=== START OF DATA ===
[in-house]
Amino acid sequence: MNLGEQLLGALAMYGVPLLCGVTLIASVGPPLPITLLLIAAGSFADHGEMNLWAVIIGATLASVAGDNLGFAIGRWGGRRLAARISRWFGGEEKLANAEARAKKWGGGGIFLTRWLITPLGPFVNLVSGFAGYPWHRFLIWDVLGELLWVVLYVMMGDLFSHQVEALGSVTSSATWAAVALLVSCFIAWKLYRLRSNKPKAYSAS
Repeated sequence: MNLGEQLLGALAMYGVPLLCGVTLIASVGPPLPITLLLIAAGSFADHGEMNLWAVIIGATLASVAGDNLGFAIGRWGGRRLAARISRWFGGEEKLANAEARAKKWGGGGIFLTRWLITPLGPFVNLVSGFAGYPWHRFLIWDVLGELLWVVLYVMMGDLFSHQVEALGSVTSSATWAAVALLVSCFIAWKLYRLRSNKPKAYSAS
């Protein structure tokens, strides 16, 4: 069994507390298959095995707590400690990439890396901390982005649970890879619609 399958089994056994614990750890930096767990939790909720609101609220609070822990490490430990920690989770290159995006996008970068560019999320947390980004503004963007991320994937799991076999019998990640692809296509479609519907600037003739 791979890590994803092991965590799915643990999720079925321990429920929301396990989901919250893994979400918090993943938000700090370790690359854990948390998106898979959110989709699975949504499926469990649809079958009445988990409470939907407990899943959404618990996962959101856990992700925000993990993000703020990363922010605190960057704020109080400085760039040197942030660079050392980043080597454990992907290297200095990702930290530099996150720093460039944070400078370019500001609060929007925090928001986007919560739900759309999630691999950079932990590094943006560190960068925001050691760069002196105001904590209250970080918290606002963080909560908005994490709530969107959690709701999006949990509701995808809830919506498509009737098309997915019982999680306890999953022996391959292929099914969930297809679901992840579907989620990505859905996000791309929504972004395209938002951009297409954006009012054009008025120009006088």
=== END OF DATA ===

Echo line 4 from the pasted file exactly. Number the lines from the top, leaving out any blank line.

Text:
């Protein structure tokens, strides 16, 4: 069994507390298959095995707590400690990439890396901390982005649970890879619609 399958089994056994614990750890930096767990939790909720609101609220609070822990490490430990920690989770290159995006996008970068560019999320947390980004503004963007991320994937799991076999019998990640692809296509479609519907600037003739 791979890590994803092991965590799915643990999720079925321990429920929301396990989901919250893994979400918090993943938000700090370790690359854990948390998106898979959110989709699975949504499926469990649809079958009445988990409470939907407990899943959404618990996962959101856990992700925000993990993000703020990363922010605190960057704020109080400085760039040197942030660079050392980043080597454990992907290297200095990702930290530099996150720093460039944070400078370019500001609060929007925090928001986007919560739900759309999630691999950079932990590094943006560190960068925001050691760069002196105001904590209250970080918290606002963080909560908005994490709530969107959690709701999006949990509701995808809830919506498509009737098309997915019982999680306890999953022996391959292929099914969930297809679901992840579907989620990505859905996000791309929504972004395209938002951009297409954006009012054009008025120009006088």